Whatever my feelings on the film, this Blu-ray disc is a tough one to judge. Sublime was filmed on a scant budget in the Super 16mm format, which means that the source is never going to look great. I noticed the most difficulty with some of the scenes that were sparsely lit, with speckling and grain making frequent appearances. However, detail was pretty strong and color saturation was excellent. It's probably the best 16mm print I've seen on home video, but those used to newly minted transfers of big-budget films might find it annoying. The sound is pretty flat and lifeless. It conveys the dialogue, but that's about it.
In addition to the aforementioned commentary, the extras feature the entire episode of Dr. Falk's show that Ned watches in the movie. It's a nice addition for the fans. Also included is a short scene set in an African juke joint. No context is given so that we can determine if it's a scene from the film or a teaser, but it's interesting to watch once.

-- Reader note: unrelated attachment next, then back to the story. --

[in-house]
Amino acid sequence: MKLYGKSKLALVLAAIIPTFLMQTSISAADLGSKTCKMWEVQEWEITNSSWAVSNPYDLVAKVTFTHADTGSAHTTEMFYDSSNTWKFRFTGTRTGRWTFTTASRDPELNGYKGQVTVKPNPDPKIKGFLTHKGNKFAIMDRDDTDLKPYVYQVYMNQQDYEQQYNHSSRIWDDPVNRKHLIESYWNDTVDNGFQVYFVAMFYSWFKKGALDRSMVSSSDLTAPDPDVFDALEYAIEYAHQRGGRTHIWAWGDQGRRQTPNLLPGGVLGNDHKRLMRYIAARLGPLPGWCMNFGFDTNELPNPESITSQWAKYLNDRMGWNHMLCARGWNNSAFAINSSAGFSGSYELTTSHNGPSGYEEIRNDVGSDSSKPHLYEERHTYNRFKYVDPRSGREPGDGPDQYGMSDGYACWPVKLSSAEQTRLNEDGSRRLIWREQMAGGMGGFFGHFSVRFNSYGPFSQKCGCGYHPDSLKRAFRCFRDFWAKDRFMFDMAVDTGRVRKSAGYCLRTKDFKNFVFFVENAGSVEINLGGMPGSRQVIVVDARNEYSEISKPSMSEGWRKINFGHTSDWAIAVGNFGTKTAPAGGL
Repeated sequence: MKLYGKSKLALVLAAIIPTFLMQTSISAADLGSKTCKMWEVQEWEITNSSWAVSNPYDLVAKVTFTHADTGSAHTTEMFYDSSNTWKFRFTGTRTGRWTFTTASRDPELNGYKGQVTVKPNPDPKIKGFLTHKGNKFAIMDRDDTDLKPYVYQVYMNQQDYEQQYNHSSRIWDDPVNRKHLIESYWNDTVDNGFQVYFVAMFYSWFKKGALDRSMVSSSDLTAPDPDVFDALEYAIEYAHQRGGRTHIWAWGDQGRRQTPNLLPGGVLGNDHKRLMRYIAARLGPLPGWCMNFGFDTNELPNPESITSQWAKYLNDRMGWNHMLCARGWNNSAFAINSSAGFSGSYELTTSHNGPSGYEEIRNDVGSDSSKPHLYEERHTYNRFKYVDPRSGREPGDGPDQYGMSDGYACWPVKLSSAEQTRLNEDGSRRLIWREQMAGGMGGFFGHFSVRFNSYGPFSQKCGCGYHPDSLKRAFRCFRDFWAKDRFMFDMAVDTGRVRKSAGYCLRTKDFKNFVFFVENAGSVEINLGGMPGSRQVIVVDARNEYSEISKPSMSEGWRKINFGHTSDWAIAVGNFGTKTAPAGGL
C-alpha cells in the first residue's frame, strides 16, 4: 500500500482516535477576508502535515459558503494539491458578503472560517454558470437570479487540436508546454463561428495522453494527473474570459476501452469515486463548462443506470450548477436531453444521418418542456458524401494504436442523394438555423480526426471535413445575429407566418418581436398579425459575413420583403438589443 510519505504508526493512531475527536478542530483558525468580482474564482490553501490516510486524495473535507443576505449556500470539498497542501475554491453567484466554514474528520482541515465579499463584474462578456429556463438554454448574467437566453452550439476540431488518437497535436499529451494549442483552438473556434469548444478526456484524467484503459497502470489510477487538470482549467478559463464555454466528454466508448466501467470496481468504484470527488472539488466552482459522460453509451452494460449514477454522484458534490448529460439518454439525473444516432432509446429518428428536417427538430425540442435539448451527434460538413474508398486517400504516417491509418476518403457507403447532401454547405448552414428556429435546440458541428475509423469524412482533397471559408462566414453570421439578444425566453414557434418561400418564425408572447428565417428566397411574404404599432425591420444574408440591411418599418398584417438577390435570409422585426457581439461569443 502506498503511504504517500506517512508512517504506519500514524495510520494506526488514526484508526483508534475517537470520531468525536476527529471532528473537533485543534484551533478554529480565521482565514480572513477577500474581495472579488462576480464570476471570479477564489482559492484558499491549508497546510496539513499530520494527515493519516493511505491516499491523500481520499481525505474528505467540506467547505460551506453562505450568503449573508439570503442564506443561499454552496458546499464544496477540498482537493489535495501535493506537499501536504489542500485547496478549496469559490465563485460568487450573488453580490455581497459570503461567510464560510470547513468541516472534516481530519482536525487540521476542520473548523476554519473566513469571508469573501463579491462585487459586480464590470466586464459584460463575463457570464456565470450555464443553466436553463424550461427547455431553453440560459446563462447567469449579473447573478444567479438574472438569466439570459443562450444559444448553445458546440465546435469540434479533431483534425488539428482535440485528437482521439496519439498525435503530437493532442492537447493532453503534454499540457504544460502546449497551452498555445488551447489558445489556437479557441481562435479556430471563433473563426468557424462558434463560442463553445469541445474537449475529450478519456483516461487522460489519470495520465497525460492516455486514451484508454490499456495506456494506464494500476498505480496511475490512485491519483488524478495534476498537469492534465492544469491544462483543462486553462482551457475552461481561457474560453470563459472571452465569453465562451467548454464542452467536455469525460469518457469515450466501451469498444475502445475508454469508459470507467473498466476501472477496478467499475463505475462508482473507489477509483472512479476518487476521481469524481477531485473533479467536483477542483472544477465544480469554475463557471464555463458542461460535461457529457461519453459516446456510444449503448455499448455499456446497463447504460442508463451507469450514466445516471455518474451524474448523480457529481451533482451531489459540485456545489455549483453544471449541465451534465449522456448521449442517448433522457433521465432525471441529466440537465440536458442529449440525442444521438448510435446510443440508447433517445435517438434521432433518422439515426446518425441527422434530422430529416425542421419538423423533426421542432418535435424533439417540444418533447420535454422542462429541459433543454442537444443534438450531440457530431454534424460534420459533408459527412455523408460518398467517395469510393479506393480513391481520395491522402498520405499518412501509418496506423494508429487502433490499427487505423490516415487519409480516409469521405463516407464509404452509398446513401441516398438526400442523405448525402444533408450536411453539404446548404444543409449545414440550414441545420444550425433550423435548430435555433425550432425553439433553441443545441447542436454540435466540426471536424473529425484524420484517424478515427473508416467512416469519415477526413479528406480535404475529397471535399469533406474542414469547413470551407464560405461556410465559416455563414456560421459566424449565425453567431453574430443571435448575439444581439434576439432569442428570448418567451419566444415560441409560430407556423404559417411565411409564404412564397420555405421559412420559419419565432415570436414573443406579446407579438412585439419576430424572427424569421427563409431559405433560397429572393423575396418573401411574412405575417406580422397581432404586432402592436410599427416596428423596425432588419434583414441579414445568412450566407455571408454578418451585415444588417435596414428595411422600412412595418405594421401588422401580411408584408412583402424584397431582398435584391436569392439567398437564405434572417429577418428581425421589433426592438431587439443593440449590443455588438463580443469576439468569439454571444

The Rebuttal Witnesses
I did like the ending. If it had been attached to a 15-minute short film, I would have cheered since it's an interesting interpretation of a common event (I won't say more to avoid spoilers). If you need another atmospheric creepfest to get you through the night, then Sublime will work if you don't try to look too deeply into it.
I like atmosphere as much as the next guy, but tethering it to a half-baked idea and beating the audience over the head with it is unnecessary. However, the film isn't all bad. Krantz has an interesting visual style and the actors are all top-notch. I just hope that any future projects between them have a more engaging script.
Sublime is anything but. Guilty.
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Scales of Justice
Studio: Warner Bros.
• Commentary with Director Tony Krantz and Writer Erik Jendresen